It is important to note that human intervention for the past 3+ generations has maintained Allens Pond as an estuary, rather than a pond. As an estuary, humans place a high value on its associated pristine salt marsh, rich tide flats, productive nesting beach, and vibrant fish nursery. As a coastal salt pond, these features would wax and wane over very long intervals that far outstrip the human scale. Left to nature, disruptions such as blocked tidal flow would be a predictable phase in the cycle and provide both loss and opportunity in the rebalancing of a system that is by its very nature ever-changing. Gina Purtell, Sanctuary Director at MA Audubon Allens Pond, views the recent disruption with that in mind:

Allens Pond (and the salt marsh, dunes, barrier beach associated with it) will always be recovering because it is a dynamic system.  Pond closure is to be expected; estuary maintenance is our choice. Re-balancing after a disruption (natural or not) is part of the dynamic. In our role as stewards, we shine light on the inputs and efforts from the human-world that affect the cycle, and hope to influence choices that promote values we hold dear.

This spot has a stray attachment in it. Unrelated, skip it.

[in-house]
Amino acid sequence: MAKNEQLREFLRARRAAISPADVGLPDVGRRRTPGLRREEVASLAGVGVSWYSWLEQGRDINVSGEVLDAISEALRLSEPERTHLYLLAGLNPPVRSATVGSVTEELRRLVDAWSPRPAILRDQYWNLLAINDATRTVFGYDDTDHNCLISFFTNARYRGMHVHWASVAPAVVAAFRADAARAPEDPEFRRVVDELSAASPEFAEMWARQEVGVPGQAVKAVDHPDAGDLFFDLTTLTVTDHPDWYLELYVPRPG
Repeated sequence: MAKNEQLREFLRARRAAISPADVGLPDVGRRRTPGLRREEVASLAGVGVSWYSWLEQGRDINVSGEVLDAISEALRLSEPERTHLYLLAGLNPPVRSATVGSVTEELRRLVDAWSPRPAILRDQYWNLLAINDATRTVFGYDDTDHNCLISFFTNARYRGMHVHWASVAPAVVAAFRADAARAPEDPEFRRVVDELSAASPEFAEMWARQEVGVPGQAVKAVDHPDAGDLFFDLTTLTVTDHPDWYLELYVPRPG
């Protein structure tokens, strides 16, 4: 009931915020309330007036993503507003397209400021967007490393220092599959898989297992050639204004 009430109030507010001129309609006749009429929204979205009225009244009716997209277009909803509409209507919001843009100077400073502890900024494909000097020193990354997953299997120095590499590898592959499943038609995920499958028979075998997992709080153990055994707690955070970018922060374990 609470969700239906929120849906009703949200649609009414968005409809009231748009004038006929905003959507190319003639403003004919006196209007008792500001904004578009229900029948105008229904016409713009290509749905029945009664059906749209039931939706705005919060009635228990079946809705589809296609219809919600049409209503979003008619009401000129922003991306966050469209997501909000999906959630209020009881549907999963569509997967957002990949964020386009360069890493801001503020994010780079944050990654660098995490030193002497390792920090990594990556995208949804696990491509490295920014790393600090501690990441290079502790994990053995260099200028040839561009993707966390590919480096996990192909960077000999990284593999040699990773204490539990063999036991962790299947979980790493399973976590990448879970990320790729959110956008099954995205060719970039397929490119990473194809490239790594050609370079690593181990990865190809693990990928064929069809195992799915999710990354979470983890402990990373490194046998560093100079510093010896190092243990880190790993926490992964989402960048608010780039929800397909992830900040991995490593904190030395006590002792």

Another hazard in the environment, eutrophication, occurs from the runoff of sewage, fertilizers, or phosphates into a water system. This activates a superabundance of plant and algae growth that causes a deficiency of oxygen in the water environment. Like the closing off of Allens Pond, negative effects include the death of aquatic animals and the loss of diversity throughout the ecosystem.

In the human body, stagnation and toxins similarly compromise the health of an individual. Western medicine now describes sitting as the new smoking and asserts that individuals who sit for prolonged periods—four hours or more—increase their risk of dying from a myriad of illnesses, including heart disease, cancers, and type two diabetes. Frequent breaks and even standing while working are recommended to eliminate the effects of prolonged sitting. Moreover, exercises such as Tai Chi, Qigong, and yoga are useful because they can be done anywhere and with any kind of clothing and are effective in releasing stagnation through gentle movements, such as bending and twisting.